Can English Bulldogs Eat Blueberries?

Sometimes when eating blueberries a few roll off my plate and land on the floor. Quickly, I pick them up before my English comes by to eat them. This got me thinking, can English bulldogs eat blueberries?

English bulldogs can eat fresh or frozen blueberries in moderation as long as they are not allergic to them. A good serving size for bulldogs is ten blueberries. Blueberries contain vitamins B and C and are high in fiber, all of which are healthy for bulldogs.

If you’re looking for natural, healthy ways to spice up your English bulldog’s diet, why not try adding fruits? Certain fruits can be beneficial to your pooch’s health, and one such fruit is blueberries. This sweet, tasty fruit is rich in several vitamins such as vitamins A, C, E, and K. Apart from these vitamins, blueberries also contain fiber, manganese, copper, and plenty of antioxidants. And now you know why they are among the most consumed fruits in the United States.

Photo of Blueberries in a bowl
Photo by Inga Nielsen

5 health benefits your bulldog can get from blueberries

Improved immune system

According to Healthline, blueberries are the “king” of antioxidant foods. Antioxidants help protect the body from free radicals, which are unstable molecules capable of damaging the body’s cells leading to aging and other dangerous infections, like cancer. And yes, your dog can get cancer too. In short, feeding berries to your dogs might directly increase their antioxidant levels and keep your dog’s cells healthy.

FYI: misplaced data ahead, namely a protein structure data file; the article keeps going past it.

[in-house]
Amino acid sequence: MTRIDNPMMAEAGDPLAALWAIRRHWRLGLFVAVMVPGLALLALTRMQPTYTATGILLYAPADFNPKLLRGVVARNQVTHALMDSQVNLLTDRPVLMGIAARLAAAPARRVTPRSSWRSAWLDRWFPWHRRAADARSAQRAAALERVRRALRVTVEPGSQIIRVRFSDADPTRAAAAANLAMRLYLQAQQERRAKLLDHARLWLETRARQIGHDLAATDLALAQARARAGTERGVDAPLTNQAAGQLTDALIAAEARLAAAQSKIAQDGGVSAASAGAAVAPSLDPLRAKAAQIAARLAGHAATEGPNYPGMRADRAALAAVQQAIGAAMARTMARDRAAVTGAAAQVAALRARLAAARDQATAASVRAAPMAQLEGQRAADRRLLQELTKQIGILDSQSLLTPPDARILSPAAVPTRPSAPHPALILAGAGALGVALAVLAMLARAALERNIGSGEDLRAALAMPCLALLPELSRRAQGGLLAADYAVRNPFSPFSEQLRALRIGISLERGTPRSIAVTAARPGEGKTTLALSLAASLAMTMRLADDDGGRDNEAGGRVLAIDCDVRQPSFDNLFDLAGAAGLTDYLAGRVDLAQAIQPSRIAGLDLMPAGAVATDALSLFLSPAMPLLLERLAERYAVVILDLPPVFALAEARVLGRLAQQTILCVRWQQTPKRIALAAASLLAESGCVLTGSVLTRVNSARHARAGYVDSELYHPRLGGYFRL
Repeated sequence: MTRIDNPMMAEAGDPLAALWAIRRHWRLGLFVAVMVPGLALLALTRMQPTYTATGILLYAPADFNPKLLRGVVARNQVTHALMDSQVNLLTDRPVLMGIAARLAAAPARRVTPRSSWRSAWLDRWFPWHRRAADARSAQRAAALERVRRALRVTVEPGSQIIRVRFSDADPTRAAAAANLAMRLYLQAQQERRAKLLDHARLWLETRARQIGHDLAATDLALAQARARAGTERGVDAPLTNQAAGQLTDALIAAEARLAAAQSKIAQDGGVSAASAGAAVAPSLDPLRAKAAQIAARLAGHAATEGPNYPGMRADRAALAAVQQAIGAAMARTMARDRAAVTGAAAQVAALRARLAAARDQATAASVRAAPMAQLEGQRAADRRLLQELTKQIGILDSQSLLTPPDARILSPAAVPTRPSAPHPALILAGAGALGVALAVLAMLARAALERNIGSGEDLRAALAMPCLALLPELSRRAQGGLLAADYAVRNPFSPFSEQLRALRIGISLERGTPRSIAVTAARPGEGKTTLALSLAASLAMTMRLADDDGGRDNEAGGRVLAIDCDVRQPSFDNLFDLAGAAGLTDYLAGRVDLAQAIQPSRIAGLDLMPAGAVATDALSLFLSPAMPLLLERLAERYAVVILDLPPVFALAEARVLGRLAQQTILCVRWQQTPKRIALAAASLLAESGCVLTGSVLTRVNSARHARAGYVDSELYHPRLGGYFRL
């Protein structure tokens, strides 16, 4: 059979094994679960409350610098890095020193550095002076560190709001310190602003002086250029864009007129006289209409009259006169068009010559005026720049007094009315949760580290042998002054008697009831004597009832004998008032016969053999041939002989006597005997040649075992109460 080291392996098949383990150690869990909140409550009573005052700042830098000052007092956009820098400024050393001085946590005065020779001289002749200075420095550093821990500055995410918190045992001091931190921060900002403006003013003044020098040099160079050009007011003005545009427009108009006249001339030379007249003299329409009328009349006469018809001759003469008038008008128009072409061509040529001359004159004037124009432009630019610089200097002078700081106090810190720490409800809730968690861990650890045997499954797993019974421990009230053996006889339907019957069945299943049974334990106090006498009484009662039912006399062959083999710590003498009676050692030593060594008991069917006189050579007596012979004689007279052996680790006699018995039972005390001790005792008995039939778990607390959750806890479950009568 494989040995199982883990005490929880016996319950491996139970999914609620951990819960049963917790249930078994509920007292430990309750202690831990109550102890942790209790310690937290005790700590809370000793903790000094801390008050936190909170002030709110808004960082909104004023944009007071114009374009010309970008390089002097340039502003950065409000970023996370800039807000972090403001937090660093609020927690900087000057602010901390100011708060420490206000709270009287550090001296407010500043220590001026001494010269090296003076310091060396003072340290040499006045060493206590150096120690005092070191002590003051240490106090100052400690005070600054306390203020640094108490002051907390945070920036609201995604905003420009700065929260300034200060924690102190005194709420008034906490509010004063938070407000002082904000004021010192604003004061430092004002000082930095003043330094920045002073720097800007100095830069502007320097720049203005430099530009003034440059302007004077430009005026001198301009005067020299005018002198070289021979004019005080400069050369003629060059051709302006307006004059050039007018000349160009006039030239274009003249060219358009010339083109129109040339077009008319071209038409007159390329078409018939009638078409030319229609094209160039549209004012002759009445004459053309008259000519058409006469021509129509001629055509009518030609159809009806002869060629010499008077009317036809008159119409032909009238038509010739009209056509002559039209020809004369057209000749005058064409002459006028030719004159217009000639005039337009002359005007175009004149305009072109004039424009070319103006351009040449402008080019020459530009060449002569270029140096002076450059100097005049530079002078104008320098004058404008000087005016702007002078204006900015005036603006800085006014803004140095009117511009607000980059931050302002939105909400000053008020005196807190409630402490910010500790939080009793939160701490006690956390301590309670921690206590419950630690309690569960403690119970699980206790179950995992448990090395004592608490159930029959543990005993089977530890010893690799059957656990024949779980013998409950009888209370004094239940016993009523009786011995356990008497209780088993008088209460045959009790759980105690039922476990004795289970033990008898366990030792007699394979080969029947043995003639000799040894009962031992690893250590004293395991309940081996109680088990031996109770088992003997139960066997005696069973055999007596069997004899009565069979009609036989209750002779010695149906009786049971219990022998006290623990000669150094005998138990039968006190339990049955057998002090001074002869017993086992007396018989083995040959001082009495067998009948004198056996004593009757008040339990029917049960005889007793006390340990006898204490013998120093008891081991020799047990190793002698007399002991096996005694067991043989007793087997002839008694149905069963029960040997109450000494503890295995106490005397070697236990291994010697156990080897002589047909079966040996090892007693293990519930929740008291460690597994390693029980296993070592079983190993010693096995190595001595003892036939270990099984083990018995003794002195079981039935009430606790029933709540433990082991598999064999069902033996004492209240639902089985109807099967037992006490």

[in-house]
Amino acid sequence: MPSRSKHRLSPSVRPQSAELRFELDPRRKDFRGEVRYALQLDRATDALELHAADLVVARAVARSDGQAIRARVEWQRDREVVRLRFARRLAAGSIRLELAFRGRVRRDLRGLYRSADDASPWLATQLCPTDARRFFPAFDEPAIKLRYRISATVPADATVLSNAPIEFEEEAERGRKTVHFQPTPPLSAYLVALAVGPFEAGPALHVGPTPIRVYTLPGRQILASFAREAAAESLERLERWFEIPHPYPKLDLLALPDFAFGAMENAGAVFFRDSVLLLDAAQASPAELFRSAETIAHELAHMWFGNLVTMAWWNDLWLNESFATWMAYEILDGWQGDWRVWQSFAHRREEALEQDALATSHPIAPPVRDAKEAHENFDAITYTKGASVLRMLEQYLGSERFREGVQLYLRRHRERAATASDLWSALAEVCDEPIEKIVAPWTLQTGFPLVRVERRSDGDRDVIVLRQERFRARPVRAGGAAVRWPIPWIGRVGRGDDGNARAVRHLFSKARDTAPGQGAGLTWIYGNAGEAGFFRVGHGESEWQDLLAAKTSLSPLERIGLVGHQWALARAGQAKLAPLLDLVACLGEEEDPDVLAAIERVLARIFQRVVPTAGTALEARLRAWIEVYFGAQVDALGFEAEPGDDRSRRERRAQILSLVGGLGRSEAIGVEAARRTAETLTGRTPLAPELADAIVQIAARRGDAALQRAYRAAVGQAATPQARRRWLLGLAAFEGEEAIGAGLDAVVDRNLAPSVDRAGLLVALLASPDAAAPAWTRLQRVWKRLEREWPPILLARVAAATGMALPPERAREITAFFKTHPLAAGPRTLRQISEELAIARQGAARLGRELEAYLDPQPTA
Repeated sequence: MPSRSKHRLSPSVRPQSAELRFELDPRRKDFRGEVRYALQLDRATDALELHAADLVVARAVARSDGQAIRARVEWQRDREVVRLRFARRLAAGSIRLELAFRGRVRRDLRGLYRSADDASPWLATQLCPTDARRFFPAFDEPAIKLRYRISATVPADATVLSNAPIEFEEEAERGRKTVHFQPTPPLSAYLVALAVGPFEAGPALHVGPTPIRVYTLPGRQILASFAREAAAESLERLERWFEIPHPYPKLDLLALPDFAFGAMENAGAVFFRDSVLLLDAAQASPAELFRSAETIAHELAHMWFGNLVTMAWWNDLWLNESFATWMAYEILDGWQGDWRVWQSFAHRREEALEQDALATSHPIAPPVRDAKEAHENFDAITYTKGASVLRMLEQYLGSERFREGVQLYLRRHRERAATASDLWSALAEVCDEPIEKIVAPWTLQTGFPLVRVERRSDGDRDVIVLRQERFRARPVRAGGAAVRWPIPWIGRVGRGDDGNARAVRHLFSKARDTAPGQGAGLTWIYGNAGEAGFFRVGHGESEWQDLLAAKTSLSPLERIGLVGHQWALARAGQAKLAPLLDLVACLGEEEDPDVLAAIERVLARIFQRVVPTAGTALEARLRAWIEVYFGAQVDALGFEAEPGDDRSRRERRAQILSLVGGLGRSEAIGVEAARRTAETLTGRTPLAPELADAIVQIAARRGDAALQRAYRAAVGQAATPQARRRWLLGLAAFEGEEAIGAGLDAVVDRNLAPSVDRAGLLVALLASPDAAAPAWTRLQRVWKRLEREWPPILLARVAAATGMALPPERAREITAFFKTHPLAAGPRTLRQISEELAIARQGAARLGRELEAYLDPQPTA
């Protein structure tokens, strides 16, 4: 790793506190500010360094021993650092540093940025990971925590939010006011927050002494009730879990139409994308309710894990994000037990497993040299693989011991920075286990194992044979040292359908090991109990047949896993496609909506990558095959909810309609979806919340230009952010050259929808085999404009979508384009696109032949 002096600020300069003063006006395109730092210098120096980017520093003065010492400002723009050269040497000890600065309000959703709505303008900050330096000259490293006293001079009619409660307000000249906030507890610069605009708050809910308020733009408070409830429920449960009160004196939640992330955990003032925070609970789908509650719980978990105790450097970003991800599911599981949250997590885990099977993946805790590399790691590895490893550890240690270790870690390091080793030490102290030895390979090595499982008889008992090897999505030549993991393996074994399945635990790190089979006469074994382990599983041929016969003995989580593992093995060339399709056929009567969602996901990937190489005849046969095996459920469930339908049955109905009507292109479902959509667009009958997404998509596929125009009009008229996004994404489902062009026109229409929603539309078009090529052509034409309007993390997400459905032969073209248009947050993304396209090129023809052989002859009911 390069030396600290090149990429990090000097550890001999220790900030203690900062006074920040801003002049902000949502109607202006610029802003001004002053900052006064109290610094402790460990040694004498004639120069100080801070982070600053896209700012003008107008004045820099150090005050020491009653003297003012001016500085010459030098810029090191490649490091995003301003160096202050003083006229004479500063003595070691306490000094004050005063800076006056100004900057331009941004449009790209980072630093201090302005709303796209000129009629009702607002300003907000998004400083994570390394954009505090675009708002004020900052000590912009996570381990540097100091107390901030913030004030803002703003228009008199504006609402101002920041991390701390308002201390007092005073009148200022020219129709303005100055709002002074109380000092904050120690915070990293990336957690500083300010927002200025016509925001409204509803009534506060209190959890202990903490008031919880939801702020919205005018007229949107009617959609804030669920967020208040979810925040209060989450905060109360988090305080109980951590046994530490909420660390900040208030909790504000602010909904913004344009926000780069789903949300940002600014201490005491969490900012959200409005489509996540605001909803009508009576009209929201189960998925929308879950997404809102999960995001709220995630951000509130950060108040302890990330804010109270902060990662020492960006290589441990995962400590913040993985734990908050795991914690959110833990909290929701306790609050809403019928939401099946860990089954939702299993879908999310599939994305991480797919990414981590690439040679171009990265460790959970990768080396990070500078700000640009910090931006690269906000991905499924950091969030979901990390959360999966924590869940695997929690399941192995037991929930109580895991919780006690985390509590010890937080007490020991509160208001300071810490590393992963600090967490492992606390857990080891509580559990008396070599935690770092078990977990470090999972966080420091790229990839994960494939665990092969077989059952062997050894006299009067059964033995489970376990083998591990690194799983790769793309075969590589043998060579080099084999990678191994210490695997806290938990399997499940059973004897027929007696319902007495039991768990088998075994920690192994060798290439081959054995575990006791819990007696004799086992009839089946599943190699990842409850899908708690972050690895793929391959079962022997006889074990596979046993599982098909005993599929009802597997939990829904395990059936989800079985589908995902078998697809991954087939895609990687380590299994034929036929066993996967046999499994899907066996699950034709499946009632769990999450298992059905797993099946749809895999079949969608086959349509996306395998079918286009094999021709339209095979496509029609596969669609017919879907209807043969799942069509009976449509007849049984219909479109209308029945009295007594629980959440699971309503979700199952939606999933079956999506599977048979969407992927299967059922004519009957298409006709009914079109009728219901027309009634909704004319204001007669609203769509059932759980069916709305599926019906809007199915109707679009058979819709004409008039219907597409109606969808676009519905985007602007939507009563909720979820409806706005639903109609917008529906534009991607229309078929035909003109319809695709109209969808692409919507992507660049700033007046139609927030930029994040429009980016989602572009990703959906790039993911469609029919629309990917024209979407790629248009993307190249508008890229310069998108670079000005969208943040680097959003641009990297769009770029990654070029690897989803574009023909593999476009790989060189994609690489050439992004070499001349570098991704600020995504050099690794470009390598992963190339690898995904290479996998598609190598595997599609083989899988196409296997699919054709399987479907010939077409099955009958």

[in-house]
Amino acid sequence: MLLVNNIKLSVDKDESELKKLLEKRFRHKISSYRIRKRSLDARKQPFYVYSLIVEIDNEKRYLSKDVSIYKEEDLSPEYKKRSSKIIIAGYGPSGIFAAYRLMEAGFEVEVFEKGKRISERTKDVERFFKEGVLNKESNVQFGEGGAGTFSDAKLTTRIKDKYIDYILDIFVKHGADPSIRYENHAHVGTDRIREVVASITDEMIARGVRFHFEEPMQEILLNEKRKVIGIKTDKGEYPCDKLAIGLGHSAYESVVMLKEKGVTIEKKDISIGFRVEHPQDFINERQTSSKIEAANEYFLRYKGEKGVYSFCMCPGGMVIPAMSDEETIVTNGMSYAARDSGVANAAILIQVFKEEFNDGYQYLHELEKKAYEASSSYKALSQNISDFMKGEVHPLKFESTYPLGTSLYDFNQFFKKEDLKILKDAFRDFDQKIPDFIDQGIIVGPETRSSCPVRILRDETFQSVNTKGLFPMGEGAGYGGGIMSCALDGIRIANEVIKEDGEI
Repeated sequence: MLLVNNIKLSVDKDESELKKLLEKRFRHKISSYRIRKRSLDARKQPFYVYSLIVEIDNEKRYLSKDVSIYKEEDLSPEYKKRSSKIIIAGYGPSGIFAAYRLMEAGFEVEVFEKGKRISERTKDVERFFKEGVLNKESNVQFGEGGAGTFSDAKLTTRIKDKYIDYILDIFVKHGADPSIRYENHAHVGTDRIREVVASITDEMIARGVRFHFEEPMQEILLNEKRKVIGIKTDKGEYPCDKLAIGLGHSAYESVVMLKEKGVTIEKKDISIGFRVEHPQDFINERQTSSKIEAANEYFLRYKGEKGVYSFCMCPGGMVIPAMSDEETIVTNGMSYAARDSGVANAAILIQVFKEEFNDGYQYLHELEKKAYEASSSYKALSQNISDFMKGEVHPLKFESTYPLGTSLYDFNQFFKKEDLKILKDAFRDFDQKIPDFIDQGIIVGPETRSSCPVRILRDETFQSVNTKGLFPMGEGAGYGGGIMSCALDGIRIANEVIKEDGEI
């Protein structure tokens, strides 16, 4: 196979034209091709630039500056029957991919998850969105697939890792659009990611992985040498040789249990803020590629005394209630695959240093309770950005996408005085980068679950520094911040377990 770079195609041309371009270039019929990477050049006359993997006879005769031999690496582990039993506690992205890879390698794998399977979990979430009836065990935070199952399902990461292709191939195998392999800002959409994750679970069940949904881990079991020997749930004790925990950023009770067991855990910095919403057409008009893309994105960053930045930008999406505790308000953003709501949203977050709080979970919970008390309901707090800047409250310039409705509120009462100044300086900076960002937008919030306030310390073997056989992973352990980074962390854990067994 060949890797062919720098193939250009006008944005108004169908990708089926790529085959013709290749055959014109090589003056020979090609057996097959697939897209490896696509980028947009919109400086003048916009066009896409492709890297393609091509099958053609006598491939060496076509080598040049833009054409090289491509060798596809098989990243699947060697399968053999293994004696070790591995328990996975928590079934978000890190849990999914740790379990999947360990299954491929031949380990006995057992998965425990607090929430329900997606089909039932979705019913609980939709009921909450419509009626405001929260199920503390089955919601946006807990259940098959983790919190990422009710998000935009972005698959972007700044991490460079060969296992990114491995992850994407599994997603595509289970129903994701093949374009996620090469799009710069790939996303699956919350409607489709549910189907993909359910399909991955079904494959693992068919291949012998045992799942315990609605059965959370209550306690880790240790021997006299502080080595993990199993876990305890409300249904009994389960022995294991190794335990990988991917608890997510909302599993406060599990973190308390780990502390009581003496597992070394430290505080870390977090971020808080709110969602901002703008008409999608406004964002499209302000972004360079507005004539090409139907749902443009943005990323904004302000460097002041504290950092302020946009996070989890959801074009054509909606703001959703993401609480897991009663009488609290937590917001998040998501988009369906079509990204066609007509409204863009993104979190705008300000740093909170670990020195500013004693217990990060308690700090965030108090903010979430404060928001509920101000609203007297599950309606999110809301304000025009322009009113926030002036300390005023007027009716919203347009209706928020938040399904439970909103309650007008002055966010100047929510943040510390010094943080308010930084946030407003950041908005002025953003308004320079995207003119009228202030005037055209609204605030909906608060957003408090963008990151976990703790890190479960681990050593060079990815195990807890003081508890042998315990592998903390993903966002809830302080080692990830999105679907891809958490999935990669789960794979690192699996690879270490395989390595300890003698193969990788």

Support digestion

As an excellent source of fiber, eating these berries can help relieve constipation as well as keep your dog’s overall digestive system healthy. Also, the vitamins, copper, sodium, fructose, and acids available in this fruit can help stimulation of digestive and gastric juices, hence enabling food to move efficiently through the gastrointestinal system.

Strong dog bones

If there’s one nutritional value of these berries that sticks out it is the availability of Vitamin K. According to Healthline, a single cup (148 grams) of these nutrient-dense berries contains up to 36 percent of Reference Daily Intake (RDI) of this vitamin. And as we all know, vitamin K is essential in promoting the growth of healthy bones. Therefore, if you own an old bulldog, feeding him blueberries might help maintain healthy bone density. Also, you should supplement his diet with other vitamin K-rich foods such as celery, cucumbers, and carrots.

Healthy heart

Dogs tend to have a lot of cholesterol buildup as they age, which is why introducing blueberries to your dog’s diet can be a great way to keep your bulldog’s heart-healthy. This exotic fruit can naturally lower the oxidized LDL cholesterol. Additionally, research shows that berries play a very vital role in lowering blood pressure. All these factors can lead to a healthy dog heart.

Improved memory and brain function

Oxidative stress in dogs with heart failure can accelerate the overall aging process of the brain, thereby affecting the brain function negatively. According to animal studies, berries contain antioxidants that can affect the brain areas responsible for intelligence. Overall, the aging neurons appear to benefit a lot from these tasty berries, leading to cell signaling improvement.